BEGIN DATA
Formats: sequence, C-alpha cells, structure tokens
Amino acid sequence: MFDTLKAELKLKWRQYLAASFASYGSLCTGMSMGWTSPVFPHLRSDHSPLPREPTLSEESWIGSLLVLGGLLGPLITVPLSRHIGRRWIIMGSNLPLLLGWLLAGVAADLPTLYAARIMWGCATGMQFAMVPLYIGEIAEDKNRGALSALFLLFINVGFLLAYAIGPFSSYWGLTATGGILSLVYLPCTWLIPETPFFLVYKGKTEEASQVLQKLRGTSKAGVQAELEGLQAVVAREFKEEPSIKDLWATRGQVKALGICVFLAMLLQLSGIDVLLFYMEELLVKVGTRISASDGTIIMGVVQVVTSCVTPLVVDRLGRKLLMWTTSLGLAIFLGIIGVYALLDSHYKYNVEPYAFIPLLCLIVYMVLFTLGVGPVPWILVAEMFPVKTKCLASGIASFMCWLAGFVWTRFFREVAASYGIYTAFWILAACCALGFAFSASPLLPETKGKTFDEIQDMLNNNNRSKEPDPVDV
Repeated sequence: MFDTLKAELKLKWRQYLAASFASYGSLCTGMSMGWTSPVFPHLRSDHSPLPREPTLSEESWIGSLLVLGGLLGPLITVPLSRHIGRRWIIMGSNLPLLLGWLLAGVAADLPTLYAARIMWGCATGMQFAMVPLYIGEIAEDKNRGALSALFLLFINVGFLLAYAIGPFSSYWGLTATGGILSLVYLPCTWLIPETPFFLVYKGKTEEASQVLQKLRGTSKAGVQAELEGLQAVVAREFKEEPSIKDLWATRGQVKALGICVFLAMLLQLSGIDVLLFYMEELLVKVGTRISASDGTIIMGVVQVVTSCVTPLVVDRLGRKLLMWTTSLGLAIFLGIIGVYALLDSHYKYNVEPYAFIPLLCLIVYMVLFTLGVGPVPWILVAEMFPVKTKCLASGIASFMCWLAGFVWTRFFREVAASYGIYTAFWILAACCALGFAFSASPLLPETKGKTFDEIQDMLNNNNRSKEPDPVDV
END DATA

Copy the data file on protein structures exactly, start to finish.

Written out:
Formats: sequence, C-alpha cells, structure tokens
Amino acid sequence: MFDTLKAELKLKWRQYLAASFASYGSLCTGMSMGWTSPVFPHLRSDHSPLPREPTLSEESWIGSLLVLGGLLGPLITVPLSRHIGRRWIIMGSNLPLLLGWLLAGVAADLPTLYAARIMWGCATGMQFAMVPLYIGEIAEDKNRGALSALFLLFINVGFLLAYAIGPFSSYWGLTATGGILSLVYLPCTWLIPETPFFLVYKGKTEEASQVLQKLRGTSKAGVQAELEGLQAVVAREFKEEPSIKDLWATRGQVKALGICVFLAMLLQLSGIDVLLFYMEELLVKVGTRISASDGTIIMGVVQVVTSCVTPLVVDRLGRKLLMWTTSLGLAIFLGIIGVYALLDSHYKYNVEPYAFIPLLCLIVYMVLFTLGVGPVPWILVAEMFPVKTKCLASGIASFMCWLAGFVWTRFFREVAASYGIYTAFWILAACCALGFAFSASPLLPETKGKTFDEIQDMLNNNNRSKEPDPVDV
Repeated sequence: MFDTLKAELKLKWRQYLAASFASYGSLCTGMSMGWTSPVFPHLRSDHSPLPREPTLSEESWIGSLLVLGGLLGPLITVPLSRHIGRRWIIMGSNLPLLLGWLLAGVAADLPTLYAARIMWGCATGMQFAMVPLYIGEIAEDKNRGALSALFLLFINVGFLLAYAIGPFSSYWGLTATGGILSLVYLPCTWLIPETPFFLVYKGKTEEASQVLQKLRGTSKAGVQAELEGLQAVVAREFKEEPSIKDLWATRGQVKALGICVFLAMLLQLSGIDVLLFYMEELLVKVGTRISASDGTIIMGVVQVVTSCVTPLVVDRLGRKLLMWTTSLGLAIFLGIIGVYALLDSHYKYNVEPYAFIPLLCLIVYMVLFTLGVGPVPWILVAEMFPVKTKCLASGIASFMCWLAGFVWTRFFREVAASYGIYTAFWILAACCALGFAFSASPLLPETKGKTFDEIQDMLNNNNRSKEPDPVDV